Hillary, So Rich and So Inevitable?

The false suspense surrounding Hillary Clinton’s candidacy has ended. So far, the wife of Bill Clinton promises to be — but American presidential campaigns are never decided in advance — the most serious, if not the most formidable contender for the Oval Office of the White House. First because, according to American criteria, she is one of the best prepared candidates that the United States has seen in years. She has been involved in politics since her youth, she approached the heights of power for 20 years through her husband’s career, first as governor, then as president. She then acquired eight years of legislative experience in the Senate — an American congressperson has far more power and influence than a European congressperson — and then as a U.S. diplomat. No less . . .

Yet, the Clinton campaign carries with it some questions, problems and shady issues. So far — this was the case during her first attempt in 2008, and it is even more so now — this candidacy has primarily been based on the notion of inevitability, the inevitable success of a female candidate with an unparalleled curriculum vitae. The first female president, with incontestable experience: How could the citizens of the United States deny themselves such a formidable opportunity?

The civilizational progress that this perspective represents is obviously essential, for the United States and for the rest of the world. But beyond that, both Hillary Clinton and her entourage have up until now been incapable of defining what will be the mobilizing project of a “Rodham Clinton” presidency. This implicitly betrays the fact that the project would actually be nothing more than a long term (re)conquest of power for power’s sake. Hillary Clinton will have to do a lot to dispel this feeling.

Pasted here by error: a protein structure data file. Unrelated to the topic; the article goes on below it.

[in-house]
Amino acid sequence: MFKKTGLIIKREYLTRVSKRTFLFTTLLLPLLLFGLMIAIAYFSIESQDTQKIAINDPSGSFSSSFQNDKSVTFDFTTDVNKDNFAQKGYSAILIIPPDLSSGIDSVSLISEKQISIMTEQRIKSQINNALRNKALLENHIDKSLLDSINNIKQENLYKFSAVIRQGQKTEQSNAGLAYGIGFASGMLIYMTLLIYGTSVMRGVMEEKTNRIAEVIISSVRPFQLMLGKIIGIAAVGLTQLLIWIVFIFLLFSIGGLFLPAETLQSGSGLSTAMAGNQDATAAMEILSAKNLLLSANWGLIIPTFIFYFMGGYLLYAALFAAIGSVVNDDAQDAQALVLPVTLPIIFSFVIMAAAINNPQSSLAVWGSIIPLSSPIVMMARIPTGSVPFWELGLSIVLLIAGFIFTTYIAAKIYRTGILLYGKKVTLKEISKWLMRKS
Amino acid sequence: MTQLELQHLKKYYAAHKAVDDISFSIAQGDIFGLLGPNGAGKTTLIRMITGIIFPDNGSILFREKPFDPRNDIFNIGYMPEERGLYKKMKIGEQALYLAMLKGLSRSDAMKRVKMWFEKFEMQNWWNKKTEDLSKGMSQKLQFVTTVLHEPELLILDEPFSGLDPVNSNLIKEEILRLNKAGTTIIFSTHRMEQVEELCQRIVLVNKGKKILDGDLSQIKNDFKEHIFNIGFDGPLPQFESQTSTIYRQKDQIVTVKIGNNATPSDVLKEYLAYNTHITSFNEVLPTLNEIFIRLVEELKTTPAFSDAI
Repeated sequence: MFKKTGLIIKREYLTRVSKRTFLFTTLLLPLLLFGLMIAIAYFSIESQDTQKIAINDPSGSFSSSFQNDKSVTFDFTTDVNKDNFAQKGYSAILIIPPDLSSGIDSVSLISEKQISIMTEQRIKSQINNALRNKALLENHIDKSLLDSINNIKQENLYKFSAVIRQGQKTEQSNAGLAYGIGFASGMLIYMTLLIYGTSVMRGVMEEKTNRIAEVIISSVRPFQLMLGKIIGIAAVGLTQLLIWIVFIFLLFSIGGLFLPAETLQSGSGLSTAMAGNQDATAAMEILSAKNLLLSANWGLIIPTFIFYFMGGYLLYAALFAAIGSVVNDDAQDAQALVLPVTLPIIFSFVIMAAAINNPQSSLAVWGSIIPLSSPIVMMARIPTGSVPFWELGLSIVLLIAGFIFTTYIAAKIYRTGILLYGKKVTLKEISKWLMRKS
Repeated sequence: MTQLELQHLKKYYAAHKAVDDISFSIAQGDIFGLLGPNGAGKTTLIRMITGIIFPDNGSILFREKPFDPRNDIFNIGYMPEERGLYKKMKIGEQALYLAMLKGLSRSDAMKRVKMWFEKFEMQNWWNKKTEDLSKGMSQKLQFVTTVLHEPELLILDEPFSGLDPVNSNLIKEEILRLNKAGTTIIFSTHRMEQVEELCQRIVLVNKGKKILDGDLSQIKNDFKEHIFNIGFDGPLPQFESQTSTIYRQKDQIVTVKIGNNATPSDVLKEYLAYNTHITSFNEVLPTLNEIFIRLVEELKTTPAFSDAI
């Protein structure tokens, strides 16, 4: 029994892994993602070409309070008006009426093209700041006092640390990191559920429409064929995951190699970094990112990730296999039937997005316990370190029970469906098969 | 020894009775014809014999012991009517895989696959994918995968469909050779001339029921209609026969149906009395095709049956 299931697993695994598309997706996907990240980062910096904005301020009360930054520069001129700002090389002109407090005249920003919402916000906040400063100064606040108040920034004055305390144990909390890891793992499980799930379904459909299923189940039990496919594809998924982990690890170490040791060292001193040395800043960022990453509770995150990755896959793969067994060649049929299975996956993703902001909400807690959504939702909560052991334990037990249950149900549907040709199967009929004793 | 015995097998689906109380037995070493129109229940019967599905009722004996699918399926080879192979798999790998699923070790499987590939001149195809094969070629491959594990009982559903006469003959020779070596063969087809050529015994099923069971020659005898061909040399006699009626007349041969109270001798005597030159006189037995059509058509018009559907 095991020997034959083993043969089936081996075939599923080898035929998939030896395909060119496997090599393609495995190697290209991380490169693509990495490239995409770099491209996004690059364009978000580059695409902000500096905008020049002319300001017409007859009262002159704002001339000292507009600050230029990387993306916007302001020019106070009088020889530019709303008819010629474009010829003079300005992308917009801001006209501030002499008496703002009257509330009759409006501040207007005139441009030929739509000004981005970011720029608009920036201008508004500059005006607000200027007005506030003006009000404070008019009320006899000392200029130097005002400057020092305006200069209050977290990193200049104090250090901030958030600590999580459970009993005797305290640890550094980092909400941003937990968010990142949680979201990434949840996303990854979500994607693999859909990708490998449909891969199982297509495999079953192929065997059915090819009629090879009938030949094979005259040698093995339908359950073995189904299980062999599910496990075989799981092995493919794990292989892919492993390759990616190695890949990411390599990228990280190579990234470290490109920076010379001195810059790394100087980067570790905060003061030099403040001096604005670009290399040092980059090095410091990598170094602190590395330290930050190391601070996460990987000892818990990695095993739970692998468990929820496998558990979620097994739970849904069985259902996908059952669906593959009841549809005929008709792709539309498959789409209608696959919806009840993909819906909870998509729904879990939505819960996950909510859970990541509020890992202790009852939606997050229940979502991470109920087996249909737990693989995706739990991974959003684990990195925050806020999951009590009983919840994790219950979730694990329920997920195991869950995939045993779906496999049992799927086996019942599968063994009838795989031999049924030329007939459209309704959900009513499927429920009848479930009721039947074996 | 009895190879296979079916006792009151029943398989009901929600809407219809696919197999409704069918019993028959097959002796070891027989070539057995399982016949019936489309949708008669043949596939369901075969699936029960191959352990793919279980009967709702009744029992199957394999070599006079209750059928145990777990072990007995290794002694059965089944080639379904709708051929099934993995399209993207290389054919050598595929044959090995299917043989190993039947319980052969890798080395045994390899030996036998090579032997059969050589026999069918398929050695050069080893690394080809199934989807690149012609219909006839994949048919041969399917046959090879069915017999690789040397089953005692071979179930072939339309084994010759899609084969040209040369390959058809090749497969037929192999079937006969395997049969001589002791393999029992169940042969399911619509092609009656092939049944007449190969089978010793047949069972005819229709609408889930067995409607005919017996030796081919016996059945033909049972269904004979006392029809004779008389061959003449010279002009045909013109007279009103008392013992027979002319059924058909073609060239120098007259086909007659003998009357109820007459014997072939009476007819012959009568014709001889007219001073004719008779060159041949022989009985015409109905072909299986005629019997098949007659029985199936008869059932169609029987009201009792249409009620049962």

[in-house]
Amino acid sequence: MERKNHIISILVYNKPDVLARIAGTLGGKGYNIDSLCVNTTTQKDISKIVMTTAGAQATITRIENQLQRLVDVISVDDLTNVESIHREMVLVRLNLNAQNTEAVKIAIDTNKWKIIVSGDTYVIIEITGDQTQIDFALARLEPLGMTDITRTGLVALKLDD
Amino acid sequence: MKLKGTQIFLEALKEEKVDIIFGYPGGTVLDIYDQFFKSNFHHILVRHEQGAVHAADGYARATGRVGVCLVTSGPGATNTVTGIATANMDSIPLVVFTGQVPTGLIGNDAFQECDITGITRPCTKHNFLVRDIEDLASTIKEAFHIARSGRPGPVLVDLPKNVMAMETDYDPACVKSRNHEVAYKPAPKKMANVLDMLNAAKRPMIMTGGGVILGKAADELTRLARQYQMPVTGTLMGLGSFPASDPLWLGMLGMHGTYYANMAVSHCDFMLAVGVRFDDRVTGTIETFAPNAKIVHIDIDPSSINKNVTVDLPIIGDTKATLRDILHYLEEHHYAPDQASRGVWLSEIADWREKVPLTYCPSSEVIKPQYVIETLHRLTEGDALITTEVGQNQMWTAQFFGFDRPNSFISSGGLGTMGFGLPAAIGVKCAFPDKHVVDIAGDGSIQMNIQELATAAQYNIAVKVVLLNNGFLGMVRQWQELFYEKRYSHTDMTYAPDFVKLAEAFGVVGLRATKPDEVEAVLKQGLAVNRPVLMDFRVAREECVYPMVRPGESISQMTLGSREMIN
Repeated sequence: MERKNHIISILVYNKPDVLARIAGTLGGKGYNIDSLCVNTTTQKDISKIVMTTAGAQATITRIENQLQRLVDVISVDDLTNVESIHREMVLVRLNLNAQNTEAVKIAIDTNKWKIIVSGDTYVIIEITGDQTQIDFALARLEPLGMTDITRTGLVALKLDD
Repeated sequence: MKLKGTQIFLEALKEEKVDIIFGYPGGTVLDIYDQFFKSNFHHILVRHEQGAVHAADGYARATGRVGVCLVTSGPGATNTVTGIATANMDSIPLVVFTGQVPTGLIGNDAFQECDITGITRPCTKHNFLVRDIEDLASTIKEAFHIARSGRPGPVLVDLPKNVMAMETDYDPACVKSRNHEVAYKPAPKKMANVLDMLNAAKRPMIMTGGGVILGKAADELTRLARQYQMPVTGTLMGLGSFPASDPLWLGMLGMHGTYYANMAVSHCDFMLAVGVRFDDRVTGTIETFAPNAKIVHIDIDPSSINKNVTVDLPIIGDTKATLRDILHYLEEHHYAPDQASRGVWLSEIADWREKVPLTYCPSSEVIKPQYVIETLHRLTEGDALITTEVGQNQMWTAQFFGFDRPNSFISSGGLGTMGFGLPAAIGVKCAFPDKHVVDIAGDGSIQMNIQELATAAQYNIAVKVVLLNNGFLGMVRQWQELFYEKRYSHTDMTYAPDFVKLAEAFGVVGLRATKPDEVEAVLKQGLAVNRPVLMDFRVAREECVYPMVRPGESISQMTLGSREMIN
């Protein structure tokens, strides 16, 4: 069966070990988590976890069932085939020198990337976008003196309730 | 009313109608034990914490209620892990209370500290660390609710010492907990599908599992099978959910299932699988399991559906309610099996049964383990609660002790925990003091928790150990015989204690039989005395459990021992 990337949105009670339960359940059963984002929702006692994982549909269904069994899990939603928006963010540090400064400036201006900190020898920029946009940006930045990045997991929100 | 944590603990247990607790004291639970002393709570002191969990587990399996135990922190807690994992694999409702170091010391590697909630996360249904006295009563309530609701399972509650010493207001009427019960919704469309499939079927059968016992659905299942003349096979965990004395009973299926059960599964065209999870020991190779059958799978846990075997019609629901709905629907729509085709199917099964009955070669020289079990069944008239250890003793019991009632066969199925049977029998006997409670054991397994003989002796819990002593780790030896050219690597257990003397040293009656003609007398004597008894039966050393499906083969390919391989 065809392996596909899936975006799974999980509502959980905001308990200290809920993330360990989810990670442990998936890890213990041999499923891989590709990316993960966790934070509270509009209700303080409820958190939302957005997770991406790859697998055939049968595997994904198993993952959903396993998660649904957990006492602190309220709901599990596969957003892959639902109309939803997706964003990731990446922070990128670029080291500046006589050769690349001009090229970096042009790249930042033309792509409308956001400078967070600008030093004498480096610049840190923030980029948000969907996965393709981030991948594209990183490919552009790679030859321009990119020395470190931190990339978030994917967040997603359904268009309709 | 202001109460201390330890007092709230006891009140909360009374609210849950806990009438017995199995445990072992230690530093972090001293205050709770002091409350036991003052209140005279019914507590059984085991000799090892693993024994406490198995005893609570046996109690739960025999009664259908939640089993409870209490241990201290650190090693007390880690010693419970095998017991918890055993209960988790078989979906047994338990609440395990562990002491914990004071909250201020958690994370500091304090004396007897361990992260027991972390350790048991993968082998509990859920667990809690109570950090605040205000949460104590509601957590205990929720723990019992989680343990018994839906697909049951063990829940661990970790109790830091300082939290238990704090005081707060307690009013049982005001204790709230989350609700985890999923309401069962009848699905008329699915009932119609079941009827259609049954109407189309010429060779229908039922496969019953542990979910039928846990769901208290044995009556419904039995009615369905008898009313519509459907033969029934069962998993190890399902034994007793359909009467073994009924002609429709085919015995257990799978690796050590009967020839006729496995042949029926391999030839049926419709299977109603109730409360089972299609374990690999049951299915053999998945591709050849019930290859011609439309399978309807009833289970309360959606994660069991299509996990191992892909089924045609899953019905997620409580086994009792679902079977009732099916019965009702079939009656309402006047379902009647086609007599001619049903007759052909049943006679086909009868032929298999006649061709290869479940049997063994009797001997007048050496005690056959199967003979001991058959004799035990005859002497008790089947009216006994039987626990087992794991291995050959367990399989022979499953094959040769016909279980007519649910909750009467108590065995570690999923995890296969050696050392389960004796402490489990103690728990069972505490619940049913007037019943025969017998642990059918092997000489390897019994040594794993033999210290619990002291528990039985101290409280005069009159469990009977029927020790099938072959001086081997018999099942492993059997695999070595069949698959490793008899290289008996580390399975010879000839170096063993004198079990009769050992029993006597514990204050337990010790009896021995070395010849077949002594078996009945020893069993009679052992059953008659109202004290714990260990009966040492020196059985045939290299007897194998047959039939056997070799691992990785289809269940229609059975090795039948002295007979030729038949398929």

There is also a shady issue: money. If Mrs. Clinton was able to render her candidature “inevitable,” discouraging every serious Democratic candidate from running against her, it is also because her people are capable of mobilizing unprecedented resources for a presidential campaign: $1 to $2 billion! Obama’s $800 million in 2008, a record at the time, seems far from it. But unlike Obama’s funds, Hillary’s will also be amply fed by an old network of relationships, in the business world in particular. This is one of the dark faces, and not the least, of the Clinton clan.

This financial capacity is integral to the dynastic element, which will no doubt be the historic characteristic of this election, with the imminent competition of the Republican Jeb Bush. This is the most troubling aspect of this evolution of the American presidential system: the idea that from now on, the presidency will return to the man or woman who is capable of raising the most funds. Does it need to be said that this is not exactly the best model of democracy?

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